Theodore Bikel, Captain von Trapp in ‘The Sound of Music’ and Tevye in ‘Fiddler on the Roof,’ Dies at 91

By Jonathan Spira on 21 July 2015
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Theodore Bikel, one of the most versatile actors of stage and screen, died on Tuesday in Los Angeles at the age of 91.  Mr. Bikel played Captain von Trapp in the original Broadway production of “The Sound of Music” and appeared more times as Tevye in “Fiddler on the Roof” than any other actor.

Mr. Bikel was born in Vienna and attended the Amerlinggymnasium along with my father, Fred Spira, until he and his family moved to Palestine shortly after the Anschluß (annexation of Austria by Germany).

A master of languages, dialects and accents, Mr. Bikel played all manners of roles, from Zoltan Karpathy, the dialect expert, in the film version of “My Fair Lady” to Sergey Rozhenko, the adoptive father of Lieutenant Worf in the television series “Star Trek: The Next Generation.”

He won two Tony awards, one for his role as Captain von Trapp, and was nominated for an Oscar for his performance as Sheriff Max Muller in the 1958 film, “The Defiant Ones.”

The actor, who once wrote my father a letter explaining that he had had to “hire a detective agency” to find my father’s address, was a frequent visitor to our home before I was born, often coming with his mother, referred to only as “Mrs. Bikel” (he had divorced his first wife in the 1940s and remarried in 1967).  I last saw him two years ago in Los Angeles where we met for coffee.  He drove up in his old Volvo and was full of energy and life.  When we spoke last year, he told me of his marriage to Aimee Ginsburg a few months earlier.  When I expressed surprise, given that his third wife, Tamara Brooks, had passed away not that long ago, he told me that “one must find joy even where there is sadness.”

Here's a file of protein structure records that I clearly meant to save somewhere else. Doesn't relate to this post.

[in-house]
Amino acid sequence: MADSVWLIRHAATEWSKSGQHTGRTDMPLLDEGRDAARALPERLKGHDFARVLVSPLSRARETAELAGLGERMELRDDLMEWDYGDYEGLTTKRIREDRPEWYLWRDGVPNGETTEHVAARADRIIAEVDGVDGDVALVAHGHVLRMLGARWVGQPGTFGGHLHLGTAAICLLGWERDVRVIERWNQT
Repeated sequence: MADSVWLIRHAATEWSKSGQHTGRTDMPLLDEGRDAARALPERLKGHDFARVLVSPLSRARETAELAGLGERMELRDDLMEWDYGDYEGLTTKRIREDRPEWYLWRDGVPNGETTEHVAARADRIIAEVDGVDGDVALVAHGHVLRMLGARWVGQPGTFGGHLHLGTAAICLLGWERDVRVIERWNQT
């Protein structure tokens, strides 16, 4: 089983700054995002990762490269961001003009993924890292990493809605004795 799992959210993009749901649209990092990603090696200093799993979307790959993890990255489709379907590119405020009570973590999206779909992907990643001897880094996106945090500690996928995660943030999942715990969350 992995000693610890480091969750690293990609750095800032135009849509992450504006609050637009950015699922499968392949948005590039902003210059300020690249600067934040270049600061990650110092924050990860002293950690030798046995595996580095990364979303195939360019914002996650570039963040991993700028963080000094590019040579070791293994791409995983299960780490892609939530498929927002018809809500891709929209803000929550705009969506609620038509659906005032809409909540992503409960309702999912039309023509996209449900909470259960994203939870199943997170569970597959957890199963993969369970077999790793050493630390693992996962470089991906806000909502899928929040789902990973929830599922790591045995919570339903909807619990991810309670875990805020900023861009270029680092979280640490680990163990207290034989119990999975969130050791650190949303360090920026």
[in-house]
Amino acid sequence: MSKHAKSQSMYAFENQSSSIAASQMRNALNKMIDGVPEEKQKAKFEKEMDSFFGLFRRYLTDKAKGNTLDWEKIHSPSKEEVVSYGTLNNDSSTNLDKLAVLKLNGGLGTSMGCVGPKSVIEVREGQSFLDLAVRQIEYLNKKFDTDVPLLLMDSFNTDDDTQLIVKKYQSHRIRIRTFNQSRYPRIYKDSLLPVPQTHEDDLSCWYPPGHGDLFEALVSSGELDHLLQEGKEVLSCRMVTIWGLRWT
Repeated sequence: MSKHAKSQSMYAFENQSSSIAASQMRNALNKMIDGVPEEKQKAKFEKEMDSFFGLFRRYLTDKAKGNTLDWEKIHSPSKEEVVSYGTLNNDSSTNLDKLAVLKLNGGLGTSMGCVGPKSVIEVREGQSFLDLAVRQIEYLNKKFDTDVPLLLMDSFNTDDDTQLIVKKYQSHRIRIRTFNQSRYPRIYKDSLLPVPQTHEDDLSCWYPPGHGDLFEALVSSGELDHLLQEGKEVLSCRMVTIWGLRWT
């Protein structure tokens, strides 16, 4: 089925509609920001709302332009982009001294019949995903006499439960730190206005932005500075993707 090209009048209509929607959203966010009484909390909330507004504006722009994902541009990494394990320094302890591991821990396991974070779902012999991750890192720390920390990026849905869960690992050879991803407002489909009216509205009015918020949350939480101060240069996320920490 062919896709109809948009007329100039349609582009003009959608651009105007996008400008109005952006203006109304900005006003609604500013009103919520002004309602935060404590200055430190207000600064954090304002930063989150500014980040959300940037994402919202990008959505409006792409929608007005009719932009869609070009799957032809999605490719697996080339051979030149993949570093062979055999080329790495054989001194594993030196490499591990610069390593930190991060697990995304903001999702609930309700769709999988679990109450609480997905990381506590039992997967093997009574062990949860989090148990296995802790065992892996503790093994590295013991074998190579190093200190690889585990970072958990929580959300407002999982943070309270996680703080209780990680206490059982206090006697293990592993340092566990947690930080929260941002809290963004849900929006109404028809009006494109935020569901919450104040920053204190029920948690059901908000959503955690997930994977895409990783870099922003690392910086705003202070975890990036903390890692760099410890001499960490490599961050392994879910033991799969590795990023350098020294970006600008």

On an earlier visit, he related the story of being asked to represent the cast at a celebration of what (I believe) was the 40th anniversary of the film “My Fair Lady,” in which he had a relatively minor role.  When he asked the organizers why he was chosen, he was told that he was the only cast member still alive.

He also recounted how the song “Edelweiss,” which many erroneously believe to be an authentic Austrian folksong, was written specifically for “The Sound of Music” and added relatively close to the opening on Broadway.

Mr. Bikel moved to London in 1945, where he studied at the Royal Academy of Dramatic Art, and then moved to New York in 1954.  In addition to being recognized as a gifted actor, his talent for folk songs – singing in languages that included French, Hebrew, Hungarian, Russian, Romanian, and Spanish – didn’t go unnoticed.

He often reminisced about his last days in Vienna after the Anschluß.  As he noted in his autobiography, “Theo,” out of the 45 students in his class at the Amerlinggymnasium, ten were Jewish and seven, including my father, survived the war.

His most recent post on Facebook was just over a month ago, linking to an article in the Huffington Post with the title, “Long Live the Weird and Wonderful Theo Bikel, Role Model, Mentor and Renaissance Mench!”

Rest in peace dear Theo, we will miss you.

(Photo: Accura Media Group)

Accura News

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